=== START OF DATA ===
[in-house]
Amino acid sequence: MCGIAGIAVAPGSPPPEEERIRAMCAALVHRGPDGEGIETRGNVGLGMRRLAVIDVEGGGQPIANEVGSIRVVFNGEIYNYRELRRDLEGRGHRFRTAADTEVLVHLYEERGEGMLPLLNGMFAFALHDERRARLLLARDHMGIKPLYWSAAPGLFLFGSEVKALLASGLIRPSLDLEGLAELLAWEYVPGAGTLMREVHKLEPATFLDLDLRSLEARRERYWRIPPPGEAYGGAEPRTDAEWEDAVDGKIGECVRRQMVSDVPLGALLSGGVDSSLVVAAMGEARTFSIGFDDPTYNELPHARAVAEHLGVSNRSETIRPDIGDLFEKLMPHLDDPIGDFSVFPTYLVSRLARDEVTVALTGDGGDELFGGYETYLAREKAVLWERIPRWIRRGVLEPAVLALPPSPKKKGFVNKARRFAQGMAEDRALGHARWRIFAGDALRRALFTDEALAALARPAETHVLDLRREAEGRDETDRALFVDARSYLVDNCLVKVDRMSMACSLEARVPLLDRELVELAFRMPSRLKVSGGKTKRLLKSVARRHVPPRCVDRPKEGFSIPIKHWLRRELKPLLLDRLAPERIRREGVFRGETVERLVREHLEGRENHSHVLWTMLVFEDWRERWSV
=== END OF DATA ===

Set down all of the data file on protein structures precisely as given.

[in-house]
Amino acid sequence: MCGIAGIAVAPGSPPPEEERIRAMCAALVHRGPDGEGIETRGNVGLGMRRLAVIDVEGGGQPIANEVGSIRVVFNGEIYNYRELRRDLEGRGHRFRTAADTEVLVHLYEERGEGMLPLLNGMFAFALHDERRARLLLARDHMGIKPLYWSAAPGLFLFGSEVKALLASGLIRPSLDLEGLAELLAWEYVPGAGTLMREVHKLEPATFLDLDLRSLEARRERYWRIPPPGEAYGGAEPRTDAEWEDAVDGKIGECVRRQMVSDVPLGALLSGGVDSSLVVAAMGEARTFSIGFDDPTYNELPHARAVAEHLGVSNRSETIRPDIGDLFEKLMPHLDDPIGDFSVFPTYLVSRLARDEVTVALTGDGGDELFGGYETYLAREKAVLWERIPRWIRRGVLEPAVLALPPSPKKKGFVNKARRFAQGMAEDRALGHARWRIFAGDALRRALFTDEALAALARPAETHVLDLRREAEGRDETDRALFVDARSYLVDNCLVKVDRMSMACSLEARVPLLDRELVELAFRMPSRLKVSGGKTKRLLKSVARRHVPPRCVDRPKEGFSIPIKHWLRRELKPLLLDRLAPERIRREGVFRGETVERLVREHLEGRENHSHVLWTMLVFEDWRERWSV